Learning from execs in the classroom
What do a group of UIC students have to say about a company that did $10.1 billion in sales last year? Well, a lot.
As part of the Management 495 course, students must present on a major corporation’s strengths and weaknesses while also giving future recommendations. Not too bad, right? The catch is that a senior-level executive from that same corporation is in the crowd listening attentively.
On March 30, one group shared their thoughts on Grainger Inc., an industrial supply company that has 25,600 employees, 598 branches and 33 distribution centers. During their address, Joseph High, senior vice president and chief people officer, sat at the front table.
The group discussed the financial state of the company, market expansion and overall business practices.
“I thought it went great,” said senior Mike Alfirevic, who gave a presentation about Grainger. “I was really proud of everyone in our group. We put a lot of work into it, though. We practiced several times to make sure we had that flow.”
High seemed to agree. Throughout the presentation, he was laughing, smiling and nodding at PowerPoint slides that did everything from compliment the company on its family-oriented culture to offer suggestions on how to better compete.
Afterward, High spoke to the entire class.
“Let’s send them to our shareholders,” the executive joked.
The class, now taught by professor Michael Miller, has been bringing executives to UIC for 36 years. Past guests have included Jenny Zhao from Google, Sam Zell of E. Group Investments and former Mayor Richard M. Daley.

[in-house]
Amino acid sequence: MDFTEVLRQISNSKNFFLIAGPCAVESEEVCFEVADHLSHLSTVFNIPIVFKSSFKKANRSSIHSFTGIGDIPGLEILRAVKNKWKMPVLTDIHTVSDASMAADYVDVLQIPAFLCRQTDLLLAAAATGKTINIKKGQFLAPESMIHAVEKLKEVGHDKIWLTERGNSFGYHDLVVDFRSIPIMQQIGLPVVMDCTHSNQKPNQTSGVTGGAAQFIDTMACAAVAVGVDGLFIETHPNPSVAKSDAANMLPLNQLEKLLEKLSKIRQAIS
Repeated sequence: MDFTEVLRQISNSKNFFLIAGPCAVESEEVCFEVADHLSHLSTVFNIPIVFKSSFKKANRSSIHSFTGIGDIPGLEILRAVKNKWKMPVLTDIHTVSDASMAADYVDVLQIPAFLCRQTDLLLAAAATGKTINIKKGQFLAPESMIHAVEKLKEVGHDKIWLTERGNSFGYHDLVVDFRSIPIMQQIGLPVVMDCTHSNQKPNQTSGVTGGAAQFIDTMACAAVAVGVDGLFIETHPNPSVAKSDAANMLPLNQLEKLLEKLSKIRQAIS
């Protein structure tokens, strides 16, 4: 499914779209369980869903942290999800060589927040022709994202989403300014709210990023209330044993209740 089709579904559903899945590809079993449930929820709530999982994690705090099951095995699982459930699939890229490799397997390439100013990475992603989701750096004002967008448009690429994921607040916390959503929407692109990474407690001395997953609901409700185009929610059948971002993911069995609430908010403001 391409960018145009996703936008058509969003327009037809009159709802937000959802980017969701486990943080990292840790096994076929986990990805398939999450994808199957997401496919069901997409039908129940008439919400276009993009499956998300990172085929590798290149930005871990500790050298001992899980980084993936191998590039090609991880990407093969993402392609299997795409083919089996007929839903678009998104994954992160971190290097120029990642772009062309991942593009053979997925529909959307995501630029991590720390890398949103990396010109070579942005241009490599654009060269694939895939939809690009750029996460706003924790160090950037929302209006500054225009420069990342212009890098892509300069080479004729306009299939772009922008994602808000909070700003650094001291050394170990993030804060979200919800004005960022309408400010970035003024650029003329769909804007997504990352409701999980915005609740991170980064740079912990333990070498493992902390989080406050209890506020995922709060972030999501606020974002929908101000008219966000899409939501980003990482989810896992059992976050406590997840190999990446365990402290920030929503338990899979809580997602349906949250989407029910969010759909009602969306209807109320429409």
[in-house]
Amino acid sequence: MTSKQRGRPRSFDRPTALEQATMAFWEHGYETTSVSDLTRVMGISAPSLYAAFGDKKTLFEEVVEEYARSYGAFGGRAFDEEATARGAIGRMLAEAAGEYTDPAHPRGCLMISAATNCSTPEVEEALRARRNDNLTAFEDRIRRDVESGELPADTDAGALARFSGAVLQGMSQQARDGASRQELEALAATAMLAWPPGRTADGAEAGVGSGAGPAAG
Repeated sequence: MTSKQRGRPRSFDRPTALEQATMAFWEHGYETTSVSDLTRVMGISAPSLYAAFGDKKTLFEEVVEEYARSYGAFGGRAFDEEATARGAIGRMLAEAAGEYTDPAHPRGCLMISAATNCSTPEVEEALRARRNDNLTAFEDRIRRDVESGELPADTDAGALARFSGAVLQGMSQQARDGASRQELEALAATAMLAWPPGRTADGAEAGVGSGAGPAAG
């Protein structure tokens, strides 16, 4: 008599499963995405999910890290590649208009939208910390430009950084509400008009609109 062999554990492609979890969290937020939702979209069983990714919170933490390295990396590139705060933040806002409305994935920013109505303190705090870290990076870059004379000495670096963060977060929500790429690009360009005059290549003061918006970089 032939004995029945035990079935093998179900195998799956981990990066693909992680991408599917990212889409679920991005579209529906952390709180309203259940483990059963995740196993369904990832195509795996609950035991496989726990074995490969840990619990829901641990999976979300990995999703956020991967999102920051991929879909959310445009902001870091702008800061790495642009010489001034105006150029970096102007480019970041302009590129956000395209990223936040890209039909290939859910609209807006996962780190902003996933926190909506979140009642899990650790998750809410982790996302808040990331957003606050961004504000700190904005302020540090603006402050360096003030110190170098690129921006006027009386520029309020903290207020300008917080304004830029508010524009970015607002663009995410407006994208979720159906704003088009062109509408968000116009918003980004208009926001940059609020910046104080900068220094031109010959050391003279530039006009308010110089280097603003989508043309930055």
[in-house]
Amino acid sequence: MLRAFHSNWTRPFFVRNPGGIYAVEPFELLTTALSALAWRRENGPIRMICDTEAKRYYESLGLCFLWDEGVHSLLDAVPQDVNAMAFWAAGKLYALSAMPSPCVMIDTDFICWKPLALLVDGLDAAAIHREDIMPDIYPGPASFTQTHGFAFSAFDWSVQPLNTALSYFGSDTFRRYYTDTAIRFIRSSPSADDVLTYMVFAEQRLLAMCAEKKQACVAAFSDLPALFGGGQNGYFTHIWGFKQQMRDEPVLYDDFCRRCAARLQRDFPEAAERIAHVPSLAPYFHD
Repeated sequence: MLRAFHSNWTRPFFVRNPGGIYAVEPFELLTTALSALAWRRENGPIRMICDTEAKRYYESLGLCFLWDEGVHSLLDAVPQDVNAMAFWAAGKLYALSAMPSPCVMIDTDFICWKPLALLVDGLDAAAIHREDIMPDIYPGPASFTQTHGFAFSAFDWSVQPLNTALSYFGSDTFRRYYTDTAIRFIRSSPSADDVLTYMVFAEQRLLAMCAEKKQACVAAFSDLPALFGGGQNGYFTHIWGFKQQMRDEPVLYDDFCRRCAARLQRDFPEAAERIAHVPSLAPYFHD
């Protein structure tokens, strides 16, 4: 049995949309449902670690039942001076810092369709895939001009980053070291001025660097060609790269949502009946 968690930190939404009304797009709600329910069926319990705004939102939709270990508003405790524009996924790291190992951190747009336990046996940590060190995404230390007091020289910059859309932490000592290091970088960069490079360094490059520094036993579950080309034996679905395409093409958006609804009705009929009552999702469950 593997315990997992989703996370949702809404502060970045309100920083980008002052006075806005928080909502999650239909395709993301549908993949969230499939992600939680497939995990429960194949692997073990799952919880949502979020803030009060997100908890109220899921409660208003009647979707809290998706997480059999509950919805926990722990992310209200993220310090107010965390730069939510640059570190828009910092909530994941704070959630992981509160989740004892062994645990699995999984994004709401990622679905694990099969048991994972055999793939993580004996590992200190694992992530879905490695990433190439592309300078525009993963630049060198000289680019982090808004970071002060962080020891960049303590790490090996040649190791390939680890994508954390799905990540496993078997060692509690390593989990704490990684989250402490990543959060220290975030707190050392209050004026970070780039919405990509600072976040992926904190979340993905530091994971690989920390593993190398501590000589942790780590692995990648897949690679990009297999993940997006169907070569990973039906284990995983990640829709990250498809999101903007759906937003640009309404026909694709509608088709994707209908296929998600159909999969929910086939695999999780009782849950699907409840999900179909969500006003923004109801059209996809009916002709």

It’s formatted where students have the floor for the first 30 minutes, then they turn it over to their esteemed guest.
“It’s a very powerful learning experience,” Miller said. “I think it’s probably one of the more unique undergraduate courses…The power of the executive is instead of reading a case, [students] get to give a presentation and then they get the executive.”
The class was founded by former UIC professor Fred McLimore, who sought to give students an exceptional learning experience and allow them
to build strong relationships in the business community.
That objective remains in place as current students continue to finish the course with new contacts and practical training.
“The ability to have someone from a huge company like Grainger really puts UIC sort of on a tier above,” said Joe Gallina, a team member who presented about Grainger. “It really does show that UIC has a little bit
“It’s a really valuable class,” Alfirevic added. “It’s interesting because it’s kind of an overview. We’re already so far through our education that all of the core learning is just review of what we’ve done, but then it’s applying it to greater concepts.”
This year’s guest list wraps up with Best Buy’s Shari Ballard and UIC men’s basketball coach Steve McClain.